The Seeker’s Dilemma, or: The Territory and Its Maps

“Whereof one cannot speak, thereof one must be silent,” wrote philosopher Ludwig Wittgenstein. In some religions, the impossibility of speaking about the Absolute is acknowledged through the prohibition to represent it through images, speak its names, etc. However, the awareness that the territory is ultimately unknowable often goes along with attempts to create maps of the inexplicable. This is why the deities that sit at the cusp of various belief systems are usually attributed a gender and a skin color (among other qualities). Much to the detriment of all those who do not conform, these attributes become the default requirements for power and prestige within the community. Creating maps of the Universe is useful, but it is also fraught with pitfalls—and the quest for personal power, the ego’s ultimate temptation, is the most dangerous of them all.

So, how are seekers to talk about the Absolute they are striving to realize? We create maps, of course. However, serious seekers who are not keen on accruing power and prestige know that their maps are only provisional; they are both deeply individual and culturally negotiated; they will also require continuous adjustments. This process of refinement will continue till the day when even the map that is closest to our heart dissolves with a bang, leaving room for whatever Is—and nothing less than that—to explode into our consciousness. On the other hand, when maps lose their processual nature they become “traditions;” at this stage, enlightened teachers are usually on their way out. What follows is a bureaucratization of belief and the creation of hierarchies. This is when spirituality turns into religion as a political system.

The fundamental challenge of the human condition is that, even if our maps end up robbing us of opportunities for spiritual growth, we need them to make sense of our world. This is why so many people turn to religions that, instead of fostering their personal explorations, trap them in a maze of dogmas and blind beliefs. While vilified in the Bible, poor Thomas had it right: never believe anything you cannot experience first-hand. And if you do have spiritual experiences, ask yourself what pre-existing belief system is speaking through you. How does your experience confirm or challenge received knowledge? What does “authentic” really mean to you—are you willing to break new ground for yourself, or do you think spiritual experiences are “authentic” only when they are validated by a tradition?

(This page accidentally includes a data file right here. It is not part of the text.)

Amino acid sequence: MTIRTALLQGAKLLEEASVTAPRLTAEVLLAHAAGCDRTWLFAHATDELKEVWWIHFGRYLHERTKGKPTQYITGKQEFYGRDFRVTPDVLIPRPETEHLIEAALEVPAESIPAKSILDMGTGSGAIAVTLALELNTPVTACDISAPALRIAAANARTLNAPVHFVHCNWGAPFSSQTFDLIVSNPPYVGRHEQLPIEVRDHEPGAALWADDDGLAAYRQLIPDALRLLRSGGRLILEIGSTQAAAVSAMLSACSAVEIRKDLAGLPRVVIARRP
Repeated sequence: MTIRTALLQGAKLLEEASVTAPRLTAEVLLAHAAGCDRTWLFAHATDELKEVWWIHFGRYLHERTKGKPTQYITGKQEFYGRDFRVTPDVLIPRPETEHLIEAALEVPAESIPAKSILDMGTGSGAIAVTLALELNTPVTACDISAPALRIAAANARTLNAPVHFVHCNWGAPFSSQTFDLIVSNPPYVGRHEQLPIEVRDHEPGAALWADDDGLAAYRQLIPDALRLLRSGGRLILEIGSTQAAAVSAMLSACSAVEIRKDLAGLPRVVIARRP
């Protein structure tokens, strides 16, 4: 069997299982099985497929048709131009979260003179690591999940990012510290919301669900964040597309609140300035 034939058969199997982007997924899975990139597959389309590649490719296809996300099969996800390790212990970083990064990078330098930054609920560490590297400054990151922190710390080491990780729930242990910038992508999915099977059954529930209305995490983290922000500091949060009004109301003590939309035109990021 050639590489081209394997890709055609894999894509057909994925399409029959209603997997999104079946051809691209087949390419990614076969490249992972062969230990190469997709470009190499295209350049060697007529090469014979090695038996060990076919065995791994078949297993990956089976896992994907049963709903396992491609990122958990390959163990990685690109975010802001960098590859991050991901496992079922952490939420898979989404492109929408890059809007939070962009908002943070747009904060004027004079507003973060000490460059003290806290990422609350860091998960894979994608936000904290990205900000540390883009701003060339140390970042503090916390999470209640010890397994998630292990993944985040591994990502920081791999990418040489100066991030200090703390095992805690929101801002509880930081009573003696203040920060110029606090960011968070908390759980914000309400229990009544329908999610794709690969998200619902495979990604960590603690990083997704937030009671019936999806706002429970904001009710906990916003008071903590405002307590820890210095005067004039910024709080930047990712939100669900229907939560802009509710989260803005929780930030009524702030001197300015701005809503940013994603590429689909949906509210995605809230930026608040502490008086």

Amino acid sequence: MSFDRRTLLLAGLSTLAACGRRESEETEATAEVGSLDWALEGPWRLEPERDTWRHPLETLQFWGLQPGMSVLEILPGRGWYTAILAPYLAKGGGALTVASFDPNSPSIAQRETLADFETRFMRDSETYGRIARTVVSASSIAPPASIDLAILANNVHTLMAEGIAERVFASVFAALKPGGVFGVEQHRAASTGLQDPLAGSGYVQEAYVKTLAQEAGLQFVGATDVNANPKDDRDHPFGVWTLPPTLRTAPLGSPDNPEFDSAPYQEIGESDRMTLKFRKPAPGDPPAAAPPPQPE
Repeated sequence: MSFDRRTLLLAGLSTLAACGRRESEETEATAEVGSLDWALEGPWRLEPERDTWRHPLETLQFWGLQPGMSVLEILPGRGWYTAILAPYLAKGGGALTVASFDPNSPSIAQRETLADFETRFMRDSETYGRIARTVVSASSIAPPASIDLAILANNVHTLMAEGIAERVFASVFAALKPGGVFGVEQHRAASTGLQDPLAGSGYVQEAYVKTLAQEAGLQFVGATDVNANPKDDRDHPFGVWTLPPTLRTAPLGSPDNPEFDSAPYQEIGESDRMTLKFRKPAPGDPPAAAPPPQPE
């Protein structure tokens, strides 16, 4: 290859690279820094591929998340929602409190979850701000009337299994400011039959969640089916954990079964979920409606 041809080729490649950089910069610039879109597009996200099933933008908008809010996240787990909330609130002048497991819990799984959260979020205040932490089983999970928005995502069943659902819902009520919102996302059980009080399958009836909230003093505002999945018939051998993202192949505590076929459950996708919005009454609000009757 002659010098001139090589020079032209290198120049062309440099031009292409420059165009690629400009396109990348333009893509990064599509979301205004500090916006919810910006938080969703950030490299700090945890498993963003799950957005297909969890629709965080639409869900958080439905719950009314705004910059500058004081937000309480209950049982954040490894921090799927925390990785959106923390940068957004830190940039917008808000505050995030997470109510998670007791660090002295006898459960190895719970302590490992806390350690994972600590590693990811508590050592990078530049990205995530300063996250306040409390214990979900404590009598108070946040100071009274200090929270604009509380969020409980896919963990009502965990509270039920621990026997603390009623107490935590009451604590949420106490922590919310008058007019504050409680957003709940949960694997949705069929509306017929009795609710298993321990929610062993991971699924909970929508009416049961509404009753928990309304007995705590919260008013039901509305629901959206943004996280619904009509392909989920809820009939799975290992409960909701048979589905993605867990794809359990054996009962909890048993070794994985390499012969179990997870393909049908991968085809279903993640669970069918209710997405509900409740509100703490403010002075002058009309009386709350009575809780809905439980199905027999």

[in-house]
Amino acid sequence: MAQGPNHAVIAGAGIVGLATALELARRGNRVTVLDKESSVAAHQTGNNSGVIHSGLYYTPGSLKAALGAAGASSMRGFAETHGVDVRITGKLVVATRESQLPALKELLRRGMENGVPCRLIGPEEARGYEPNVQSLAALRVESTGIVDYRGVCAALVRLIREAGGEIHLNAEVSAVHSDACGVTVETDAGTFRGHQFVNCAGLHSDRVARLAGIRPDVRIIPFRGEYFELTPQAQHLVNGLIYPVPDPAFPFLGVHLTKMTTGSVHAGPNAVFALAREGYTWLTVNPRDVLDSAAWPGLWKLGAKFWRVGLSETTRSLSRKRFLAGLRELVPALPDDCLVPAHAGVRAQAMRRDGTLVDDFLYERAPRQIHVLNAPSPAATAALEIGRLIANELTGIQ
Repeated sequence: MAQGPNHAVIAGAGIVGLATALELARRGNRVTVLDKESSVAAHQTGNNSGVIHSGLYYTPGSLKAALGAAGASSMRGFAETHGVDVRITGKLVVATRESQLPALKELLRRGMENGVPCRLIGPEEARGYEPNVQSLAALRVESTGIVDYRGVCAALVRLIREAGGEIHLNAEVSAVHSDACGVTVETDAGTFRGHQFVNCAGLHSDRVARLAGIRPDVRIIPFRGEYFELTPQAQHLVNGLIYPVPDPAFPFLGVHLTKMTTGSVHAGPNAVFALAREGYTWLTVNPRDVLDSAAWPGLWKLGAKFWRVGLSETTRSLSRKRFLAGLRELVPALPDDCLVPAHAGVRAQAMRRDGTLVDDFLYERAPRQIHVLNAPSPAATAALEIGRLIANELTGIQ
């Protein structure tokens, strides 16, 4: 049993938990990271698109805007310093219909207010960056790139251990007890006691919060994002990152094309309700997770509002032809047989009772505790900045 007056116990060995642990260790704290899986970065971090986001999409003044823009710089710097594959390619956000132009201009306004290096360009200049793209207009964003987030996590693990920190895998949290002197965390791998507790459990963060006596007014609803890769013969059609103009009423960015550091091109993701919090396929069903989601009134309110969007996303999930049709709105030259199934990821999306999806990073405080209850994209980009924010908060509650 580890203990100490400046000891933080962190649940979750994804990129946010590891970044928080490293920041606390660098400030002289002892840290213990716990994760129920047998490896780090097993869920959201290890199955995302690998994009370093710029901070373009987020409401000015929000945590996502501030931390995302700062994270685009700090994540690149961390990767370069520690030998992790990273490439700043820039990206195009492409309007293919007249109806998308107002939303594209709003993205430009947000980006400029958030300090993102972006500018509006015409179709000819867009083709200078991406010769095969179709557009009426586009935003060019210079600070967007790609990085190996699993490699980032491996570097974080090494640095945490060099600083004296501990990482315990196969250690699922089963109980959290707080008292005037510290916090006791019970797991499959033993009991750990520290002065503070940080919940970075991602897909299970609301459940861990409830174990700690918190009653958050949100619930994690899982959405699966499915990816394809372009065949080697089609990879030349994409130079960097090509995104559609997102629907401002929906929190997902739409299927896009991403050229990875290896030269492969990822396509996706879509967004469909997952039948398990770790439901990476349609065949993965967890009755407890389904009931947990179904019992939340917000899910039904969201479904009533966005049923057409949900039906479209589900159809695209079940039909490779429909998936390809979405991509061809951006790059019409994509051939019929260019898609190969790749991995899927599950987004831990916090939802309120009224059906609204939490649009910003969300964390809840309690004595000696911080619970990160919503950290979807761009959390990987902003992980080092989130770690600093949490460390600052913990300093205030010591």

Of course, there are no right or wrong answers to these questions. Your life is yours to live; regardless of the choices you make, you will eventually reach your destination. What will put you on the fast track, however, is the awareness that your map is just that—a navigation tool that may become more or less flexible even as you strike your unique balance between experience and belief, and between personal discovery and received knowledge.  

Photo by Daniel Mingook via Unsplash